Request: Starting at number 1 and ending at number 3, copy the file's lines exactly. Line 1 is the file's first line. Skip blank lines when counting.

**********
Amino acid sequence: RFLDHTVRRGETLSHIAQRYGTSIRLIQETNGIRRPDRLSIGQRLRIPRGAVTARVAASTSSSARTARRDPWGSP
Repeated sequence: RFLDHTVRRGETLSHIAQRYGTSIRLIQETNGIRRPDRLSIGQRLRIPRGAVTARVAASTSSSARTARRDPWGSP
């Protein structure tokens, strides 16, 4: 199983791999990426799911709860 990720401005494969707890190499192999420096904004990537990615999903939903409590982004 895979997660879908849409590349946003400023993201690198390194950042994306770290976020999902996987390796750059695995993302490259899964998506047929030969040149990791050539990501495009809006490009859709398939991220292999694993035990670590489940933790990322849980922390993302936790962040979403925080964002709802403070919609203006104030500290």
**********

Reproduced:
Amino acid sequence: RFLDHTVRRGETLSHIAQRYGTSIRLIQETNGIRRPDRLSIGQRLRIPRGAVTARVAASTSSSARTARRDPWGSP
Repeated sequence: RFLDHTVRRGETLSHIAQRYGTSIRLIQETNGIRRPDRLSIGQRLRIPRGAVTARVAASTSSSARTARRDPWGSP
């Protein structure tokens, strides 16, 4: 199983791999990426799911709860 990720401005494969707890190499192999420096904004990537990615999903939903409590982004 895979997660879908849409590349946003400023993201690198390194950042994306770290976020999902996987390796750059695995993302490259899964998506047929030969040149990791050539990501495009809006490009859709398939991220292999694993035990670590489940933790990322849980922390993302936790962040979403925080964002709802403070919609203006104030500290």